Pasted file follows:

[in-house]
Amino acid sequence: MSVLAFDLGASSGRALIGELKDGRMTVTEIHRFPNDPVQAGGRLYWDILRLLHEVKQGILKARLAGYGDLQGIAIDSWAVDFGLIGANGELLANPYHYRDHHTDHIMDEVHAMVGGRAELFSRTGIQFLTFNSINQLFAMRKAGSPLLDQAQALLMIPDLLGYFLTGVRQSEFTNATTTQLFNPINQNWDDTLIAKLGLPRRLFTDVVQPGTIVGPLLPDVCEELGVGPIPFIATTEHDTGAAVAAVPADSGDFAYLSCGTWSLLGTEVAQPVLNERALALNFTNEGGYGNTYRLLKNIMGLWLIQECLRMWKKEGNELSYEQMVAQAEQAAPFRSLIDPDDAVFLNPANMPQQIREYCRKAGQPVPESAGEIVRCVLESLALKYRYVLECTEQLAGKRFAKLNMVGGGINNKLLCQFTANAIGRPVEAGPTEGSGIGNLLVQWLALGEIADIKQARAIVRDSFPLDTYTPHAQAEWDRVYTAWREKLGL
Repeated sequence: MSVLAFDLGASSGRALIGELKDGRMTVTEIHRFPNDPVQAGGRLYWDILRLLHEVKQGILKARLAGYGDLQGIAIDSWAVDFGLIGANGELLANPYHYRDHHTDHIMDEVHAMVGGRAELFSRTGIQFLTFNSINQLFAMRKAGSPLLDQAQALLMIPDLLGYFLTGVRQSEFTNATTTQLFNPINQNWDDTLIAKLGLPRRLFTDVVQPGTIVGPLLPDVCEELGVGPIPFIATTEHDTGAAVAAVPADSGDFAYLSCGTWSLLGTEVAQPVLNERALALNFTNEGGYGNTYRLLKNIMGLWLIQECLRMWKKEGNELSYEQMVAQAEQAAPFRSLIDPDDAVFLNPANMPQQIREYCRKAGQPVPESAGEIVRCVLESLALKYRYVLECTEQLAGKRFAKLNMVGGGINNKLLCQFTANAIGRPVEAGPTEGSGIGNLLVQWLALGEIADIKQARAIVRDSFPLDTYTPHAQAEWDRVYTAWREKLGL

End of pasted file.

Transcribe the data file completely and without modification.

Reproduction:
[in-house]
Amino acid sequence: MSVLAFDLGASSGRALIGELKDGRMTVTEIHRFPNDPVQAGGRLYWDILRLLHEVKQGILKARLAGYGDLQGIAIDSWAVDFGLIGANGELLANPYHYRDHHTDHIMDEVHAMVGGRAELFSRTGIQFLTFNSINQLFAMRKAGSPLLDQAQALLMIPDLLGYFLTGVRQSEFTNATTTQLFNPINQNWDDTLIAKLGLPRRLFTDVVQPGTIVGPLLPDVCEELGVGPIPFIATTEHDTGAAVAAVPADSGDFAYLSCGTWSLLGTEVAQPVLNERALALNFTNEGGYGNTYRLLKNIMGLWLIQECLRMWKKEGNELSYEQMVAQAEQAAPFRSLIDPDDAVFLNPANMPQQIREYCRKAGQPVPESAGEIVRCVLESLALKYRYVLECTEQLAGKRFAKLNMVGGGINNKLLCQFTANAIGRPVEAGPTEGSGIGNLLVQWLALGEIADIKQARAIVRDSFPLDTYTPHAQAEWDRVYTAWREKLGL
Repeated sequence: MSVLAFDLGASSGRALIGELKDGRMTVTEIHRFPNDPVQAGGRLYWDILRLLHEVKQGILKARLAGYGDLQGIAIDSWAVDFGLIGANGELLANPYHYRDHHTDHIMDEVHAMVGGRAELFSRTGIQFLTFNSINQLFAMRKAGSPLLDQAQALLMIPDLLGYFLTGVRQSEFTNATTTQLFNPINQNWDDTLIAKLGLPRRLFTDVVQPGTIVGPLLPDVCEELGVGPIPFIATTEHDTGAAVAAVPADSGDFAYLSCGTWSLLGTEVAQPVLNERALALNFTNEGGYGNTYRLLKNIMGLWLIQECLRMWKKEGNELSYEQMVAQAEQAAPFRSLIDPDDAVFLNPANMPQQIREYCRKAGQPVPESAGEIVRCVLESLALKYRYVLECTEQLAGKRFAKLNMVGGGINNKLLCQFTANAIGRPVEAGPTEGSGIGNLLVQWLALGEIADIKQARAIVRDSFPLDTYTPHAQAEWDRVYTAWREKLGL